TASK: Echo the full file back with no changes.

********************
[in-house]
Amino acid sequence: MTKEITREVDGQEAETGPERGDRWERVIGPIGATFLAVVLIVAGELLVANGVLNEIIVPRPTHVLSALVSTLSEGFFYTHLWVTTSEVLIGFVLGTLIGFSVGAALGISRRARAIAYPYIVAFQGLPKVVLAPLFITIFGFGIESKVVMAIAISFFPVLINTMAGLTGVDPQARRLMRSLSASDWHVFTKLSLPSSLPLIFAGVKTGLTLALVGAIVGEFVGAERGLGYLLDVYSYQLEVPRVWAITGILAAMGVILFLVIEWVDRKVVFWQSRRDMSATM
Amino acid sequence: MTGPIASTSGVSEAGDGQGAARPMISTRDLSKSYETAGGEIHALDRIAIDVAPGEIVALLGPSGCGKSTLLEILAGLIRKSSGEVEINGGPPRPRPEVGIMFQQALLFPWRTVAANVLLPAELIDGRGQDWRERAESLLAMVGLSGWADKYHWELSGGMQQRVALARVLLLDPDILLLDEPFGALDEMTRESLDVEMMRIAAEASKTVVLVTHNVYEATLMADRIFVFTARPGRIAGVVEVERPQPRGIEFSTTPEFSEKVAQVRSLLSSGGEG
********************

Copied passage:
[in-house]
Amino acid sequence: MTKEITREVDGQEAETGPERGDRWERVIGPIGATFLAVVLIVAGELLVANGVLNEIIVPRPTHVLSALVSTLSEGFFYTHLWVTTSEVLIGFVLGTLIGFSVGAALGISRRARAIAYPYIVAFQGLPKVVLAPLFITIFGFGIESKVVMAIAISFFPVLINTMAGLTGVDPQARRLMRSLSASDWHVFTKLSLPSSLPLIFAGVKTGLTLALVGAIVGEFVGAERGLGYLLDVYSYQLEVPRVWAITGILAAMGVILFLVIEWVDRKVVFWQSRRDMSATM
Amino acid sequence: MTGPIASTSGVSEAGDGQGAARPMISTRDLSKSYETAGGEIHALDRIAIDVAPGEIVALLGPSGCGKSTLLEILAGLIRKSSGEVEINGGPPRPRPEVGIMFQQALLFPWRTVAANVLLPAELIDGRGQDWRERAESLLAMVGLSGWADKYHWELSGGMQQRVALARVLLLDPDILLLDEPFGALDEMTRESLDVEMMRIAAEASKTVVLVTHNVYEATLMADRIFVFTARPGRIAGVVEVERPQPRGIEFSTTPEFSEKVAQVRSLLSSGGEG